The divisiveness in the various offices instead of the gyms, however, brought an end to the alignment after just six years. In those years, Class A teams played AA teams four times in the championship game of the state Big 32 tournament and won three of them. So, Class AA had three crowns and Class A had three. It worked out pretty well, interest held.

Championship game scores proved the worthiness of the competition. The 1964 game saw Missoula County defeat Billings West 79-72 in an all-AA matchup. Then Class AA Great Falls High edged Class A Columbia Falls 62-61 in 1965, Class A Libby tumbled Class AA Missoula Hellgate 72-70 in the 1966 title tilt thriller, and an all-Billings final saw Senior shade West 69-67 in 1967. Both were and remain AA schools. Wolf Point returned the glory to Class A in 1968 with a 71-55 shellacking of Kalispell (Flathead). Another Class A win in 1969 finished the alignment’s run, Laurel nicking Kalispell 57-54.

The Montana High School Association (MHSA) membership voted to return to separate competitions for AA and A the following year and saw, interestingly, Kalispell finally achieve its championship, 80-63 over Helena High, and Whitefish grab the Class A throne with a 54-44 victory over Laurel.

Some of the state’s best-ever athletes performed during the Big 32 era, as it was a part of a decade when several from Montana progressed on to college athletics, pro sports and the Olympics. So, they played on a lot of stages and a lot of fans were able to see them before they progressed on to the big arenas.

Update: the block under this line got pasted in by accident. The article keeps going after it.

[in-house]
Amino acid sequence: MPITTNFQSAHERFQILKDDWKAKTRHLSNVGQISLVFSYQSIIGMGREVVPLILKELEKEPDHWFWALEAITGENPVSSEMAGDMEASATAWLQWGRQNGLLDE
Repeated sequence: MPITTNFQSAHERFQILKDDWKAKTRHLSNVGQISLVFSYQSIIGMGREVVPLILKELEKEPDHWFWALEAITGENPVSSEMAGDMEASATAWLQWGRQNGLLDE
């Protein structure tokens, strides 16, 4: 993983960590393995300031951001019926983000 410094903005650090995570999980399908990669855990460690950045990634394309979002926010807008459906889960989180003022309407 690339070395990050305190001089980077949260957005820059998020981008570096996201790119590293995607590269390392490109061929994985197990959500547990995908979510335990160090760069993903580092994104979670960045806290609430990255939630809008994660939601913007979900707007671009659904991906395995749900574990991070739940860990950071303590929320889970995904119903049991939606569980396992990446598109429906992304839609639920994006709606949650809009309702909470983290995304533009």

Let’s bring it back.

The divisionals will give the Class AA the divisional tourney experience the players and fans have been missing out on for more than 20 years, and meshing the two classes will recreate that rivalry-spiced schedule that honed the skills of so many half a century ago. Their grandfathers will be proud.

Transportations costs will be cut with shorter travel (except for the ones having to play Sidney and Glendive, which won’t be cost-saving endeavors no matter how you cut it). Midway-site scheduling might be worth a look in some cases, such as when Hardin and Whitefish played football at Montana Tech one of the more recent falls.

Conversation enlivens each season with how great smaller-school teams might fare against the squads from the larger enrollments. This will give us another look at it.

Also, the girls’ teams would play a similar plan and it should provide a wider audience for them with larger crowds to play before as one finds in rivalry games.